County planning commission approves Greenport development moratorium for two more months

The Suffolk County Planning Commission on Tuesday voted unanimously to approve Greenport’s development moratorium, with some caveats, for at least another two months.

Citing the December 2022 start of what village officials have called a “pause” in development in Greenport’s commercial districts, county officials approved the village’s proposed local law on the advice of the commission’s vice chair, Michael Kaufman, who said that he hoped two more months would “just sort of end this.”

“Their waterfront business district is very small,” he said, “and you can easily destabilize something like that.”

“The Village leaders clearly see a problem on the horizon from their perspective – they live there,” Mr. Kaufman continued. “And they think the maritime orientation is wobbling, and you’ve got to give credence to that. They want to have a mix of a working port, local stores, seasonal use and wintertime use also.”

Mr. Kaufman went on to say that “something’s going on over there. You can see changes coming, maybe not directly, but there are economic forces in play. I think that we probably should give them two months more to finish up the moratorium.”

“Giving them two months would be a total of six months,” Mr. Kaufman said. “They can come back if they want to, or they can supermajority us if they want to,” he said, referring to the village’s ability to overrule county directives with a supermajority vote.

Earlier in the meeting, Greenport Mayor Kevin Stuessi — while acknowledging he’d been in office less than 27 hours — had sought an additional five months for the moratorium.

“We are committed to getting these updates done over the course of this summer,” he said. Mr. Stuessi was joined at the meeting by the entire village board and outgoing Mayor George Hubbard Jr.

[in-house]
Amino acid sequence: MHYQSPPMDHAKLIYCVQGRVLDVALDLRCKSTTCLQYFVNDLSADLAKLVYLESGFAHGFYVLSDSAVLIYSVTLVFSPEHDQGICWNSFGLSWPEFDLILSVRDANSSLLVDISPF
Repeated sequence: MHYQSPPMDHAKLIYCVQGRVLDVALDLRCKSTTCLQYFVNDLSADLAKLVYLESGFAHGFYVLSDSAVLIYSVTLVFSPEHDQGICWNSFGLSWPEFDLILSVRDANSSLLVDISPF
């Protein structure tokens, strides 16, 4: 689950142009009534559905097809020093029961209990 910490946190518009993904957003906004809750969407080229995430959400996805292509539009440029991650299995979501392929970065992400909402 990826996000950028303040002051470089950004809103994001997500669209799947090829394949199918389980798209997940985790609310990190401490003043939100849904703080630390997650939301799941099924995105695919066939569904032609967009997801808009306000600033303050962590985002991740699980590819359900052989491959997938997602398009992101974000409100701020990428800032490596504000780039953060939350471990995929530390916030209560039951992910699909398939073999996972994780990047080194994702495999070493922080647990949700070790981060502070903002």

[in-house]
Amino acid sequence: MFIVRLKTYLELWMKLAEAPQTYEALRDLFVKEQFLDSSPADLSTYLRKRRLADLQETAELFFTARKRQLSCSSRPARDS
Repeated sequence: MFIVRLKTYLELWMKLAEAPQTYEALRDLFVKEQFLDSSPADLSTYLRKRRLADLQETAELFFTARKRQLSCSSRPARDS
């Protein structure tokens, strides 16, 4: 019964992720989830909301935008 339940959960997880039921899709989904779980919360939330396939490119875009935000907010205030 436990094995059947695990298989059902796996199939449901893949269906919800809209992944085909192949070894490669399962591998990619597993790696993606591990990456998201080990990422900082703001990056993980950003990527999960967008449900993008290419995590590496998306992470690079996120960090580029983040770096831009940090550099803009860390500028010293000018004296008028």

Prior to the vote, SCPC chief planner Andrew Freleng reviewed the history of the village’s application to date, weighing deficiencies in the village’s application against evidence collected by SCPC staff that supported the village’s case for a moratorium.

He said that the village’s application was still missing data supporting the need for a moratorium, but that SCPC staff had had gathered data that does.

Mr. Freleng said that the SCPC staff had determined that Greenport saw a 7.2% growth in housing over ten years, and a 17.5% growth in population compared 7.4% growth in adjacent communities or Southold town overall.

Mr. Freleng said the SCPC staff had recommended approval, but suggested that it be limited to three months; that more evidence supporting the need for the moratorium should be edited into the moratorium law language, and that the moratorium be “detached” from efforts to complete an update of the village’s Local Waterfront Revitalization Plan.

Mr. Kaufman noted that the village’s application “doesn’t fit our usual criteria, unfortunately — which creates the problem, because direct data is missing,” Mr. Kaufman said. “On the other hand, from 2013 to 2022, you’ve had 11 restaurants coming in that’ve changed retail.”

Both Mr. Freleng and Mr. Kaufman told village officials that the moratorium should be detached from the village’s update to its LWRP.

In response to questions from the commissioners, Village Attorney Joseph Prokop said that seven development applications in the restricted commercial zones had been made in 2023, and that of two notices of claim from developers, one is now a lawsuit.